Medical conditions like costochondritis and Tietze syndrome can be severe enough to qualify a veteran for disability benefits from the U.S. Department of Veterans Affairs.
Costochondritis and Tietze syndrome are two similar conditions with some differences. These conditions refer to the inflammation of the cartilage in the rib cage that connects the ribs to the sternum. Often, costochondritis and Tietze syndrome affect the left side of the rib cage, so you might think you are having a heart attack. The swelling and redness of the chest area over the rib cage differentiates Tietze syndrome from Costochondritis.
This article will go over each condition, the condition’s potential impact on a veteran’s life, the range of VA disability benefits available, and how to obtain those benefits.
In This Article About Costochondritis and VA Disability:
- The Impact Costochondritis and Tietze Syndrome Can Have on Your Life
- Understanding the Medical Aspects of Costochondritis and Tietze Syndrome
- Potential Causes of Costochondritis and Tietze Syndrome
- Healing Process and Related Treatment for Costochondritis or Tietze Syndrome
- How to Obtain VA Disability Benefits for Costochondritis or Tietze Syndrome
- Medical Conditions Related to Costochondritis and Tietze Syndrome
- Service Connections to Costochondritis or Tietze Syndrome
- Getting the Compensation You Deserve for Service-Connected Costochondritis or Tietze Syndrome
The Impact Costochondritis and Tietze Syndrome Can Have on Your Life
The pain from costochondritis or Tietze syndrome – also known as chondrocostal junction syndrome – can vary in severity depending on the individual. For some, the pain can be mild and temporary. For others, the pain can be disabling and continue for a long time. Body movement and heavy breathing can aggravate pain in the chest area, making it difficult to move and carry out daily functions. The pain can also radiate to other areas of the body, such as the back or abdomen.
The impact either condition can have on your life will depend upon the severity of the pain and your lifestyle. For example, you may be forced to limit your participation in most physical activities ranging from common house chores to exercises that require increased breathing and movement. Costochondritis and Tietze syndrome can also limit your ability to perform certain aspects of your job or prevent you from working altogether. You can see how someone would confuse this condition with coronary heart disease or other heart problems.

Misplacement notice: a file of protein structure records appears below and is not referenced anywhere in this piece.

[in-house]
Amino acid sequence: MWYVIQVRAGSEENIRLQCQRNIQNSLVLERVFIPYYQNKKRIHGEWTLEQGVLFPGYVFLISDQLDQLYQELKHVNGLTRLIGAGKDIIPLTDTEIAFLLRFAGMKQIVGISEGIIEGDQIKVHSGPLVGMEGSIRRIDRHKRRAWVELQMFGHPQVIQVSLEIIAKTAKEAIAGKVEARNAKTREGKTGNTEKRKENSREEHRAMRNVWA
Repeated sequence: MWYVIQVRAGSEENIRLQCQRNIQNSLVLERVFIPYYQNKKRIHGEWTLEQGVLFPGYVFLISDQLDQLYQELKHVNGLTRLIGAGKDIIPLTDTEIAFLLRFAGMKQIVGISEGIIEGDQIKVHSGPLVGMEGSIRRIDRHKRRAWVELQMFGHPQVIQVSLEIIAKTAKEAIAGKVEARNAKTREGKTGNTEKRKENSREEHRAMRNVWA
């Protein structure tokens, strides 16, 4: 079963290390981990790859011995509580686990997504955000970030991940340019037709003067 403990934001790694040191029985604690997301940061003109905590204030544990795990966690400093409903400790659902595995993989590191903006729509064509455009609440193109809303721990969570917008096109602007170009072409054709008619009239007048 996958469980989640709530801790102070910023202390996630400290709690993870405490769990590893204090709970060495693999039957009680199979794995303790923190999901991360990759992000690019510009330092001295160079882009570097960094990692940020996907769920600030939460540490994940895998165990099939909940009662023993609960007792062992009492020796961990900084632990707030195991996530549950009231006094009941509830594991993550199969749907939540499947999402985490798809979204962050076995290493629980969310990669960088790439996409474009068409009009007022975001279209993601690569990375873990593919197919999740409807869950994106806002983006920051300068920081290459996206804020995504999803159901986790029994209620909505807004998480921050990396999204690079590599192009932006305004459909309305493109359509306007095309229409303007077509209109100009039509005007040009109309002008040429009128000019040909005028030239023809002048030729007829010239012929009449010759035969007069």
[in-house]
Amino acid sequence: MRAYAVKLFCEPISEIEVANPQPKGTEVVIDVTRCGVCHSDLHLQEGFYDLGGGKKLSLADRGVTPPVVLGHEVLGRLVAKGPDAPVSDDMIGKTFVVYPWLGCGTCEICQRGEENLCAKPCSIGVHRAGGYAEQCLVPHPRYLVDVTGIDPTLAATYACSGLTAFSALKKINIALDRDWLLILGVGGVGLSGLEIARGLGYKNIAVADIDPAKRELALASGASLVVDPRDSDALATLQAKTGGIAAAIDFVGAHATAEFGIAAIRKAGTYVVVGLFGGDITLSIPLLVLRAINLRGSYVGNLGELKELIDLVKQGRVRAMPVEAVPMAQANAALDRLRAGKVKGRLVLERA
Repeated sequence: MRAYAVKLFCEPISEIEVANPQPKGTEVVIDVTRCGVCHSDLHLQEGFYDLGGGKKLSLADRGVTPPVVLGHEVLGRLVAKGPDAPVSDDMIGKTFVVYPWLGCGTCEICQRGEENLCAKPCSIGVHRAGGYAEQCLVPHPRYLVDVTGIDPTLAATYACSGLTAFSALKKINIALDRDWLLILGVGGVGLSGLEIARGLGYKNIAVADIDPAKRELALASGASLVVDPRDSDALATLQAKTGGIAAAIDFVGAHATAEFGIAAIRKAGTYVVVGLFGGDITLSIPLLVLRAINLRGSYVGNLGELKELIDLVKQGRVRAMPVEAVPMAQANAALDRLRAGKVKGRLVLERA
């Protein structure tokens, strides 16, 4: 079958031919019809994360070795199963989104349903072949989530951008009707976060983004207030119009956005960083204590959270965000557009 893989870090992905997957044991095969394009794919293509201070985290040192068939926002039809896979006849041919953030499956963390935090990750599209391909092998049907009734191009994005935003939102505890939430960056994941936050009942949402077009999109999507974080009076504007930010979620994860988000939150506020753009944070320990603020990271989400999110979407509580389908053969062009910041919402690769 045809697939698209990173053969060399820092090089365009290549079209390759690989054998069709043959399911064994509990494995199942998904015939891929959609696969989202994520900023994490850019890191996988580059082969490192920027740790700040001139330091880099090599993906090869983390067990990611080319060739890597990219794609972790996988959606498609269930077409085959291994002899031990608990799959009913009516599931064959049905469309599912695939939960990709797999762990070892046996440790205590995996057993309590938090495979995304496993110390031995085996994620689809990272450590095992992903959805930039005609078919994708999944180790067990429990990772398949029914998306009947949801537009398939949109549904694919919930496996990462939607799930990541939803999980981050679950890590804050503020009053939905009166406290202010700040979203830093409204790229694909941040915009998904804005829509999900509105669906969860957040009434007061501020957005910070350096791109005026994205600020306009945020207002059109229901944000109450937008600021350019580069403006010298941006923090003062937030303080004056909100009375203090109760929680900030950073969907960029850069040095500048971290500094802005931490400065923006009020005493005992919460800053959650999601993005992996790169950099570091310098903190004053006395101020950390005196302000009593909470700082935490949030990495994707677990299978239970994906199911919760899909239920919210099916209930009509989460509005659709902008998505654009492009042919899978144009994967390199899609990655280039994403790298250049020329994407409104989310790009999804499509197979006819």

Considering the impact of costochondritis and Tietze syndrome, it will be unique to your medical condition, lifestyle, and work. The VA disability benefits available to you will vary depending on your VA rating.
Understanding the Medical Aspects of Costochondritis and Tietze Syndrome
Costochondritis and Tietze syndrome are known as musculoskeletal conditions because they affect a part of the skeletal system, specifically, the area where the cartilage meets your rib bones. Both conditions predominately affect the left side of the rib cage, but they can also affect both sides of your body.
A doctor may diagnose you with either condition after complaints of chest pain or after other possible conditions have been ruled out. Chest pain from Tietze syndrome or costochondritis can be sharp or dull in nature. Your doctor may perform a physical exam checking for tenderness in the chest along with other tests such as electrocardiograms, x-rays, and biopsies. An MRI may also be used to look for inflammation in the rib cartilage.
Any kind of chest pain can be scary, so be sure to seek medical attention quickly if you have chest pains. A doctor is only going to diagnose you with costochondritis or Tietze Syndrome after any heart condition has been ruled out.
Here are some tips on your C&P exam from one of our VA disability lawyers.
The Difference Between Costochondritis and Tietze Syndrome